A judge said Thursday he is leaning toward dismissing what remains of Guns N' Roses singer Axl Rose's lawsuit alleging Santa Monica-based Activision Blizzard Inc. broke a promise not to use images of ex-bandmate Slash or songs by the guitarist's new band in the "Guitar Hero III: Legends of Rock'" video game.
Los Angeles Superior Court Judge Charles Palmer heard more than two hours of arguments concerning the lawsuit's contract claims before taking the case under submission.
Last August Palmer tossed out Rose's fraud and misrepresentation claims because they were filed too late, but spared the contract causes of action. Activision lawyers subsequently filed another dismissal motion.
Palmer said in Thursday's tentative ruling that he is now inclined to dismiss the rest of the case against the company on the same grounds. Palmer did not say when he would issue a final ruling.
If Rose's case survives dismissal, the trial is scheduled for June 3.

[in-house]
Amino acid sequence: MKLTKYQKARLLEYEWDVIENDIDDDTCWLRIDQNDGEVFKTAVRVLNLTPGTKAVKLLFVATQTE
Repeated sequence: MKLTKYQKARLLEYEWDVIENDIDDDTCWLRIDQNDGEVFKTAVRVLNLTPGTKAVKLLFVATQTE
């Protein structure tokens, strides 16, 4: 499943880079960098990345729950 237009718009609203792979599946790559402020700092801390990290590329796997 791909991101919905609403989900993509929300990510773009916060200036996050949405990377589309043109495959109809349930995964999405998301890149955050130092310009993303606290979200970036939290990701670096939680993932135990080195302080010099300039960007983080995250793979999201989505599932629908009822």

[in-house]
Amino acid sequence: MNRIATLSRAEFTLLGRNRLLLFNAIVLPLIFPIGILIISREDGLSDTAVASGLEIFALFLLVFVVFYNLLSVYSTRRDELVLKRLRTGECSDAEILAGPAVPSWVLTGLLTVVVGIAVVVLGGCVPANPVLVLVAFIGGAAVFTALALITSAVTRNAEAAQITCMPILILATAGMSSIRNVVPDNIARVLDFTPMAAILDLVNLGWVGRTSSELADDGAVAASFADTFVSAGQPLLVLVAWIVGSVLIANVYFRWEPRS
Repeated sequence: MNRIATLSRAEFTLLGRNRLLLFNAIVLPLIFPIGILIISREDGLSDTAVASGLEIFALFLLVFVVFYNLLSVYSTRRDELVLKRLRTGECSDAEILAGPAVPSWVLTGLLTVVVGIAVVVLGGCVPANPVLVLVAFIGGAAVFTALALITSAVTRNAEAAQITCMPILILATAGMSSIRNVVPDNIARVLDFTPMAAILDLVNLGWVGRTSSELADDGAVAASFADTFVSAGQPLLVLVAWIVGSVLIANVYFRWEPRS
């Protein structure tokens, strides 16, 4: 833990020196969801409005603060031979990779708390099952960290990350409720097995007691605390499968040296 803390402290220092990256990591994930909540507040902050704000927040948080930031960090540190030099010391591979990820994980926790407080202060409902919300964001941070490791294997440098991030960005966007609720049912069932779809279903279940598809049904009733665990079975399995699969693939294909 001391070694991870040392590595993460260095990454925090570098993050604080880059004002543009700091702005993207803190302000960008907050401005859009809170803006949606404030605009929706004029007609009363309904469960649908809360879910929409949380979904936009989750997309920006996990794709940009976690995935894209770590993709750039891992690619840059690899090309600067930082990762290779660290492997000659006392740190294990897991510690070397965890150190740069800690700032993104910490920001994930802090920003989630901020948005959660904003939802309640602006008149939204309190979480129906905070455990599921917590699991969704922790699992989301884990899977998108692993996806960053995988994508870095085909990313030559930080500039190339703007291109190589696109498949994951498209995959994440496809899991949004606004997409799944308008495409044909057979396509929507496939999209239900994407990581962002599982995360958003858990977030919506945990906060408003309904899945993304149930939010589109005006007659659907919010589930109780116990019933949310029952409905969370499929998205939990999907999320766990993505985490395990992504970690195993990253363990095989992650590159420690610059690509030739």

Rose's lawyer Geoffrey Neri said the singer agreed to allow the use of "Welcome to the Jungle" in the video game only if no images of the old GNR lineup or of Slash's subsequent band, Velvet Revolver, were used. Rose's court papers describe "Welcome to the Jungle" as a "highly renowned rock song of immense popularity regarded by fans and critics alike as one of the greatest hard rock songs of all time."
Rose, who has feuded with his former GNR bandmates for years, maintains he never approved of using Slash's image in the video game featuring the song. He expressed his objections through his lawyers during production, but Activision went forward anyway, according to his court papers.
"Guitar Hero III" has generated significantly more than $1 billion for Activision, according to the singer's lawsuit, filed in November 2010.